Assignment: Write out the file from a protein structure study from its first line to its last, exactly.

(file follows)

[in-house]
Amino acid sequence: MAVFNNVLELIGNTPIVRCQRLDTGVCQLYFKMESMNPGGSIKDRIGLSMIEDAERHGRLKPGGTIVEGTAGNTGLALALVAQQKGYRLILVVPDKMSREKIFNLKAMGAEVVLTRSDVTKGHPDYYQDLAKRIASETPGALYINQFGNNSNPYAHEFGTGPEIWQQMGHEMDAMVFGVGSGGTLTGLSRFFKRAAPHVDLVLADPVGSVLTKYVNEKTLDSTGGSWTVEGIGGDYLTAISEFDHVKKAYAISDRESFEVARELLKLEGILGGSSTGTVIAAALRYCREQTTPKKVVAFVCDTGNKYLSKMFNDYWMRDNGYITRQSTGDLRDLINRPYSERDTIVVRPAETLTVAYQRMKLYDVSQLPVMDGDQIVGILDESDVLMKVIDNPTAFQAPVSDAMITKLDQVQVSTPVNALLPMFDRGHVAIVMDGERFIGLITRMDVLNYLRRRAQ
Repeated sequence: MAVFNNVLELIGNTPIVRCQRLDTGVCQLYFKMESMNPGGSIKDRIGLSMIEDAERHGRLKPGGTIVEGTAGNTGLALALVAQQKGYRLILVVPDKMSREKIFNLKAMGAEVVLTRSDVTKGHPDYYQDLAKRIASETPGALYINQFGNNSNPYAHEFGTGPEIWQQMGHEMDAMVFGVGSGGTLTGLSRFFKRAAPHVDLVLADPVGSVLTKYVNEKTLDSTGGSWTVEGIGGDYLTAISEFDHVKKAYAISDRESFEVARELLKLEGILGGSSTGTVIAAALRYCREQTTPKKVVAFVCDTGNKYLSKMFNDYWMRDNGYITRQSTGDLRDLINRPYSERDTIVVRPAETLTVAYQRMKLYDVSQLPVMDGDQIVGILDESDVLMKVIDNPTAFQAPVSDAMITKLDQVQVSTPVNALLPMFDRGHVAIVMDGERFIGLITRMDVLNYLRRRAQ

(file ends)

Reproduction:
[in-house]
Amino acid sequence: MAVFNNVLELIGNTPIVRCQRLDTGVCQLYFKMESMNPGGSIKDRIGLSMIEDAERHGRLKPGGTIVEGTAGNTGLALALVAQQKGYRLILVVPDKMSREKIFNLKAMGAEVVLTRSDVTKGHPDYYQDLAKRIASETPGALYINQFGNNSNPYAHEFGTGPEIWQQMGHEMDAMVFGVGSGGTLTGLSRFFKRAAPHVDLVLADPVGSVLTKYVNEKTLDSTGGSWTVEGIGGDYLTAISEFDHVKKAYAISDRESFEVARELLKLEGILGGSSTGTVIAAALRYCREQTTPKKVVAFVCDTGNKYLSKMFNDYWMRDNGYITRQSTGDLRDLINRPYSERDTIVVRPAETLTVAYQRMKLYDVSQLPVMDGDQIVGILDESDVLMKVIDNPTAFQAPVSDAMITKLDQVQVSTPVNALLPMFDRGHVAIVMDGERFIGLITRMDVLNYLRRRAQ
Repeated sequence: MAVFNNVLELIGNTPIVRCQRLDTGVCQLYFKMESMNPGGSIKDRIGLSMIEDAERHGRLKPGGTIVEGTAGNTGLALALVAQQKGYRLILVVPDKMSREKIFNLKAMGAEVVLTRSDVTKGHPDYYQDLAKRIASETPGALYINQFGNNSNPYAHEFGTGPEIWQQMGHEMDAMVFGVGSGGTLTGLSRFFKRAAPHVDLVLADPVGSVLTKYVNEKTLDSTGGSWTVEGIGGDYLTAISEFDHVKKAYAISDRESFEVARELLKLEGILGGSSTGTVIAAALRYCREQTTPKKVVAFVCDTGNKYLSKMFNDYWMRDNGYITRQSTGDLRDLINRPYSERDTIVVRPAETLTVAYQRMKLYDVSQLPVMDGDQIVGILDESDVLMKVIDNPTAFQAPVSDAMITKLDQVQVSTPVNALLPMFDRGHVAIVMDGERFIGLITRMDVLNYLRRRAQ